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Will it be the Phippines' version of Miami Beach?


Manila Baywalk Dolomite Beach, commonly known as Dolomite Beach, is an artificial beach along Manila Bay in Manila, Philippines created through the process of beach nourishment.

It is part of an overall integrated coastal zone management aimed at coastal defense of the Manila Bay Rehabilitation project. When completed, the beach will cover a total length of 900 meters of Manila Baywalk.
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Dolomite Beach is a project of the Department of Environment and Natural Resources (DENR). It is a part of the Manila Bay Rehabilitation Program launched by Secretary Roy Cimatu in January 2019. 

It is an integral part of the integrated coastal zone management aimed at coastal defense of the Manila Bay Rehabilitation. Budget for the project was approved prior to the COVID-19 pandemic.

It was allocated for the beach nourishment, coastal restoration and enhancement of the Manila Baywalk area. Works on the project began in August 2020, when the government issued a permit to Philippine Mining Service Corporation to transport crushed dolomite from Alcoy, Cebu to Manila. Dolomite mining operations were suspended in September 2020.

Dolomite Beach was created through the process of beach nourishment, which a common practice in the creation of beaches around the world. Upon the extraction of debris in the 500 meters (1,600 ft) portion of the baywalk from the Manila Yacht Club to the United States Embassy in Manila, the project proponents dumped two layers of ordinary sand before overlaying it with crushed dolomite.

The beach was first opened to the public from September 19 to 20, 2020. Afterwards, it was closed again for expansion.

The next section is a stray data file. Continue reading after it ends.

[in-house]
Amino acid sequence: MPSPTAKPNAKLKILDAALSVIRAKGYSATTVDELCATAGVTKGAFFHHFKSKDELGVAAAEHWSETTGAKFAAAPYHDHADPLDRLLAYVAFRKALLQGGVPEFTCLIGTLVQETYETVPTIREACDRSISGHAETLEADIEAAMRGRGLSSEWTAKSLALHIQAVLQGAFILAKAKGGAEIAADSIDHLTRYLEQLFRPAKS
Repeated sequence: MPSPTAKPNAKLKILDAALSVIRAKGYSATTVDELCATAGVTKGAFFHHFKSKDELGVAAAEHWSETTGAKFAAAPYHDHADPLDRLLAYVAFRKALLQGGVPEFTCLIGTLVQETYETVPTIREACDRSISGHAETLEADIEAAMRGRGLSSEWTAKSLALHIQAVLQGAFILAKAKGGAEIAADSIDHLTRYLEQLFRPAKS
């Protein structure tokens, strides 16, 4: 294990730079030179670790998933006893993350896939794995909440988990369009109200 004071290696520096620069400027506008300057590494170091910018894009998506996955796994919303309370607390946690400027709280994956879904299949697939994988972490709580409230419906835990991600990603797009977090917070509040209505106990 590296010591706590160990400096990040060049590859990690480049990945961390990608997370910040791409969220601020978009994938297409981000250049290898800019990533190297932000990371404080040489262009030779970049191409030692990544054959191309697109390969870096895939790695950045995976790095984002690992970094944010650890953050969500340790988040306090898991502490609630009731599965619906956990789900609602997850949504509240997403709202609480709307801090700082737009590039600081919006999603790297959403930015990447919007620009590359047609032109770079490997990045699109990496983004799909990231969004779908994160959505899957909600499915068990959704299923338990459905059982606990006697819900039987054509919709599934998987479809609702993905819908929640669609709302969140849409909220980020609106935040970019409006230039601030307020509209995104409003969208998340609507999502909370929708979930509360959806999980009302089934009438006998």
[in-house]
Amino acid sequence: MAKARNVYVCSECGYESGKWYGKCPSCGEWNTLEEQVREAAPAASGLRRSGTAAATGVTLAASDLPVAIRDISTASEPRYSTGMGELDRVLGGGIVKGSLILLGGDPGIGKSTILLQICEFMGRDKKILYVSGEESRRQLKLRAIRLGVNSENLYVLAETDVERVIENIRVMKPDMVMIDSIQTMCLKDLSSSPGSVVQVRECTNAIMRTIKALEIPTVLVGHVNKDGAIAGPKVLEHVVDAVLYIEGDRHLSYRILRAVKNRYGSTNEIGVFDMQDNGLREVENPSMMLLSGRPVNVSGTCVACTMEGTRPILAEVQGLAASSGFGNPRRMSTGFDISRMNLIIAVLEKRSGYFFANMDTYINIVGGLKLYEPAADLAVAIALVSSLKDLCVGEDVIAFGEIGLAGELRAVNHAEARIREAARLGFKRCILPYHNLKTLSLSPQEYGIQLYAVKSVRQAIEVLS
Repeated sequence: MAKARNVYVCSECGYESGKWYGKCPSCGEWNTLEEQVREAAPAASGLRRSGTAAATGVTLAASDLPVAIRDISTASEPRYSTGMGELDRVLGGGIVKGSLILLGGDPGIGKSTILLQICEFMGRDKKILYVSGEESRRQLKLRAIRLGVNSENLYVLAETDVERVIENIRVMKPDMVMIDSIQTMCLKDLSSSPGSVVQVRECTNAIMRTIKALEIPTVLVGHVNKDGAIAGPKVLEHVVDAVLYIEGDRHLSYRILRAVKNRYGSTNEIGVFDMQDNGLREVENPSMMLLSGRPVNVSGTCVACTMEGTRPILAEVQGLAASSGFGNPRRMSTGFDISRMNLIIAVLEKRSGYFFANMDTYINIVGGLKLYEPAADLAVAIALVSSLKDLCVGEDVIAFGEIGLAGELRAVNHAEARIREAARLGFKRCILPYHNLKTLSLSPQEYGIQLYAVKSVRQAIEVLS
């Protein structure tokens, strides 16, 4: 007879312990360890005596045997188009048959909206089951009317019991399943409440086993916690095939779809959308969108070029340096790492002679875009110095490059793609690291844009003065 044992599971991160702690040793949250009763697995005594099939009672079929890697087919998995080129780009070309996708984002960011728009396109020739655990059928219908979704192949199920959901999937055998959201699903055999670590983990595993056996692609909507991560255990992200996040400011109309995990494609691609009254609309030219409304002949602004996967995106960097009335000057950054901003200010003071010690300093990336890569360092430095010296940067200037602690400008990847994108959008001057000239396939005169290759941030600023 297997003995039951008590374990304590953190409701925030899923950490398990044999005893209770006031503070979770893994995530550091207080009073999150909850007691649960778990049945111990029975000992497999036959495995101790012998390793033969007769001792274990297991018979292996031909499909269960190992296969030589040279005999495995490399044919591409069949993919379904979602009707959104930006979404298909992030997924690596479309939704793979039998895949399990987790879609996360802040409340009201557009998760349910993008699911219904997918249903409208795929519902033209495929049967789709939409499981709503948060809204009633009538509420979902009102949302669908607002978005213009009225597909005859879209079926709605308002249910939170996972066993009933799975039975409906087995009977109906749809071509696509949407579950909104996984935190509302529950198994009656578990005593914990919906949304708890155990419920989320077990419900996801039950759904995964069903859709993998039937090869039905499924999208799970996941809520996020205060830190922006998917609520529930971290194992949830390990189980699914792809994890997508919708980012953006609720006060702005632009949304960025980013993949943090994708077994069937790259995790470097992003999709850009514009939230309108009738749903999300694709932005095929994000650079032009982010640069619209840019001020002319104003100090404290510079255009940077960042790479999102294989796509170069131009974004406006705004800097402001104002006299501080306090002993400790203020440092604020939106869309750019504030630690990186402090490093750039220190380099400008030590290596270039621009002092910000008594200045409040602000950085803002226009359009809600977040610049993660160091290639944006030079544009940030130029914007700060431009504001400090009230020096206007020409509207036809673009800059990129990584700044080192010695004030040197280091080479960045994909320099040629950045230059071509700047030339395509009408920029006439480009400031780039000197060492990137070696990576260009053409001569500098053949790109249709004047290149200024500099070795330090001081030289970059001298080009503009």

Originally, the beach was to be completed by December 2020, but it was pushed back in 2021. On January 17, 2021, DENR Undersecretary Benny Antiporda stated that the overlaying of crushed dolomite for a 500-meter portion of the beach will take one to two months to complete.


After the onslaught of Typhoon Vamco (Ulysses) in November, the beach was dumped with garbage, with the DENR denying reports that the dolomite was washed away, saying that black sand was washed in to the beach. After a series of typhoons in late 2020, the DENR replenished the beach with a new batch of crushed dolomite rock.

A new coat of dolomite sand was laid over the beach in April 2021.

On July 18, 2021, the beach was reopened to the public without an announcement. By September 2021, an entrance arch was installed bearing the name of the site: "Manila Baywalk Dolomite Beach". The beach was opened again on October 17, 2021.
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According to the Mines and Geosciences Bureau, the project will benefit tourism, commerce and the environment. It will also protect coastal properties from erosion and storm surges and beach nourishment are preferred projects over hard beach stabilizing structures (such as seawalls and groynes). The Department of Health released a statement that the use of dolomite is not a known health hazard.

The Department of Environment and Natural Resources has maintained that the dolomite used to create the beach poses no harm to the Manila Bay's ecosystem The laying of dolomite has been suspected as a possible cause for a fish kill on September 17, 2020, near the waters of the Baseco Compound.

The DENR countered the claim, saying that the fish kill happened 5 kilometers (3.1 mi) away from the beach and cited the prevalence of the southwest monsoon at that time, and the presence of a breakwater between the site and adjacent waters of the beach that prohibits the transfer of sand.


As with other beach nourishment projects, the area can serve as additional habitat for a number of species such as sea turtles, as well as sea birds and beach flora. When the beach was first opened to the public, a flock of egrets were seen at the beach area.

In February 2021, the Department of Environment and Natural Resources reported significant drop of fecal coliform level in the waters around the beach.